Quasi-particles, with such exotic names as phonons, excitons, polarons, plasmons, and "dressed electrons," are in fact the collective expression of an astronomical number of entities that make up the solid. Out of this collectivity emerges something that appears just like a particle. It is localized in the sense that it exists within a particular small location and can move around, colliding with other excitations, bouncing off them and exchanging energy. The elementary excitation has all the attributes we associate with a particle, yet it is an expression of the whole. Thus it can never be removed from the totality.

Indeed, if one attempted to remove a polaron or a phonon from a metal, then, like Alice in Wonderland's Cheshire Cat, it would cease to exist. The elementary excitation manifests only by virtue of the totality of the system.

[F. David Peat]
Blackfoot Physics, p.299, 300

The social consequences of decolonization are, in some ways, similar to those that have appeared recently in the poorer areas of Western cities. This has been called “anomie” (the shattering of stable social relationships), and arises from rapid social change rather than from decolonization.

It gives rise to isolation of individuals, destruction of established social values and of stability, personal irresponsibility, shattered family relationships, irresponsible sexual and parental relationships, crime, juvenile delinquency, a greatly increased incidence of all social diseases (including alcoholism, use of narcotics, and neuroses), and personal isolation, loneliness, and susceptibility to mass hysterias.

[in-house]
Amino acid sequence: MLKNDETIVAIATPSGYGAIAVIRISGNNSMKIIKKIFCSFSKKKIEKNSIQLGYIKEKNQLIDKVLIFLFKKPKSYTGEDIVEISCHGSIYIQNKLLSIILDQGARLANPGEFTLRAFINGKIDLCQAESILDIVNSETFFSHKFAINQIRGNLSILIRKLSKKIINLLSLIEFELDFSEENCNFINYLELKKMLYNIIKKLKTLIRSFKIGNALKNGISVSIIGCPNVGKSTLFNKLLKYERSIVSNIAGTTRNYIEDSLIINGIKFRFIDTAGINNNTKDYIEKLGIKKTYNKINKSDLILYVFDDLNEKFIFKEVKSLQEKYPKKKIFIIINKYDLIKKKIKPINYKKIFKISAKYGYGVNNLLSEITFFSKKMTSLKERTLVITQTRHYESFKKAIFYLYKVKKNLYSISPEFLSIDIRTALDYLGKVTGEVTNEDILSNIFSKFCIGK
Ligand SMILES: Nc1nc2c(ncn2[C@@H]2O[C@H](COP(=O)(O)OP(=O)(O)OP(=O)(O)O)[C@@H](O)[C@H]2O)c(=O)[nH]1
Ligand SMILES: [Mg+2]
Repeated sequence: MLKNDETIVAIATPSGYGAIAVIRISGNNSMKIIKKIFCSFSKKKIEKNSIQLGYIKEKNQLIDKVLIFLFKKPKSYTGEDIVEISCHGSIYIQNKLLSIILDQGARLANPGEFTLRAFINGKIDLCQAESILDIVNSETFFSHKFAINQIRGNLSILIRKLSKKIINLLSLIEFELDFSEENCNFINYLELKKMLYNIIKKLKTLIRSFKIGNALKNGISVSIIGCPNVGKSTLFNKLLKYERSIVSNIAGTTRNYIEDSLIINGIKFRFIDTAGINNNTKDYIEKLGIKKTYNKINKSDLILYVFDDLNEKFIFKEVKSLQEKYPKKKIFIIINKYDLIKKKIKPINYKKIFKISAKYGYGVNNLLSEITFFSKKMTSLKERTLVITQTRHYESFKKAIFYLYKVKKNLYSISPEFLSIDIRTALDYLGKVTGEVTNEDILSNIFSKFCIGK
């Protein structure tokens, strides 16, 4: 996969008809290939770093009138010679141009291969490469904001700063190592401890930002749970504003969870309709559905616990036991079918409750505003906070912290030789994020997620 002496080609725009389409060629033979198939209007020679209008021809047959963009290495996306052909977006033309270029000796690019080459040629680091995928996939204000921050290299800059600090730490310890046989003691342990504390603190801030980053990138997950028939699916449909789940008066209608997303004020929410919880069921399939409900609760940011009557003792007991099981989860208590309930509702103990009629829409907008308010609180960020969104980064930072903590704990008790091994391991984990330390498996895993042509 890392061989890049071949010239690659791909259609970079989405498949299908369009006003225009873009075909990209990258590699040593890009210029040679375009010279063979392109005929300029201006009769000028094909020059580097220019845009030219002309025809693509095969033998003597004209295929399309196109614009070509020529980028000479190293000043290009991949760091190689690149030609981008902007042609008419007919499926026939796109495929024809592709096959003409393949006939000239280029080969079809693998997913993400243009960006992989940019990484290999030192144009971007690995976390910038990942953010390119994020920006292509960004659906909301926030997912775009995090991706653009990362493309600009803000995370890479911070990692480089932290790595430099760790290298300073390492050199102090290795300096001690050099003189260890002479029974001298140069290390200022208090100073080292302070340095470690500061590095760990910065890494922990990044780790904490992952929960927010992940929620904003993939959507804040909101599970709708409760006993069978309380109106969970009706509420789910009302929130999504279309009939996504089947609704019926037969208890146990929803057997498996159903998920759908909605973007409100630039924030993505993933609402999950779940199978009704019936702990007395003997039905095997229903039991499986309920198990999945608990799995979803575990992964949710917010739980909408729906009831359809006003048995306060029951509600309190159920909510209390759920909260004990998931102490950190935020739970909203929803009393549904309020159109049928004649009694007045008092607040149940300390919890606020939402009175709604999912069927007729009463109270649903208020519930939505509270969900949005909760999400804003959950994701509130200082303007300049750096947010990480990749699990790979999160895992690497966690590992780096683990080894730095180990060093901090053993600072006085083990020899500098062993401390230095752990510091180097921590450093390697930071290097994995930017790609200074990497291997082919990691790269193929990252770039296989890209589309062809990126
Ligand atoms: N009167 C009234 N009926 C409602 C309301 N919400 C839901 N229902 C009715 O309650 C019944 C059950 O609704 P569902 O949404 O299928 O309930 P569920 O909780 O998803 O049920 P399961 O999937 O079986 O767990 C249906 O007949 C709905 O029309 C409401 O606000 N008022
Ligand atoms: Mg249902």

The crowding of large numbers of recently detribalized individuals into rapidly growing African cities has shown these consequences, as, indeed, they have been shown in many American cities, such as New York or Chicago, where recently deruralized peoples are exposed to somewhat similar conditions of anomie.

[...] one of the most obvious problems brought to Africa by European influence has been the detachment of atomized individuals from the social nexus, based on blood and marriage, that previously guided their lives and determined their systems of values and obligations.

[Carroll Quigley]
Tragedy and Hope, ‘The New Era,’ p.750-1, 754

Related posts:-
Abstract / Concrete


Immature                            -                           Mature
Irresponsible                       -                           Responsible

Development [...] can be defined as a successive decrease in egocentrism.

Carol Gilligan found, for example, that female moral development tends to go through three general stages, which she calls selfish, care, and universal care. In each of these stages, the circle of care and compassion expands and egocentrism declines.

[Ken Wilber]
A Theory of Everything, p. 17-18